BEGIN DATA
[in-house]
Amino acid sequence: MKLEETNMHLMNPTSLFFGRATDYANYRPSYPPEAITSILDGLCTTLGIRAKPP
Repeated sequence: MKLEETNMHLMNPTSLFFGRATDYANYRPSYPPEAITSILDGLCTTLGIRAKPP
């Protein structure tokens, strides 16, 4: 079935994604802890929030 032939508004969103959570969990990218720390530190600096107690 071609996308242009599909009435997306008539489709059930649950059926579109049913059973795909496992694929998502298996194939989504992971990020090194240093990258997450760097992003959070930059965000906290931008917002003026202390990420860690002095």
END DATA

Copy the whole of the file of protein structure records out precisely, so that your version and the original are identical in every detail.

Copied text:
[in-house]
Amino acid sequence: MKLEETNMHLMNPTSLFFGRATDYANYRPSYPPEAITSILDGLCTTLGIRAKPP
Repeated sequence: MKLEETNMHLMNPTSLFFGRATDYANYRPSYPPEAITSILDGLCTTLGIRAKPP
């Protein structure tokens, strides 16, 4: 079935994604802890929030 032939508004969103959570969990990218720390530190600096107690 071609996308242009599909009435997306008539489709059930649950059926579109049913059973795909496992694929998502298996194939989504992971990020090194240093990258997450760097992003959070930059965000906290931008917002003026202390990420860690002095």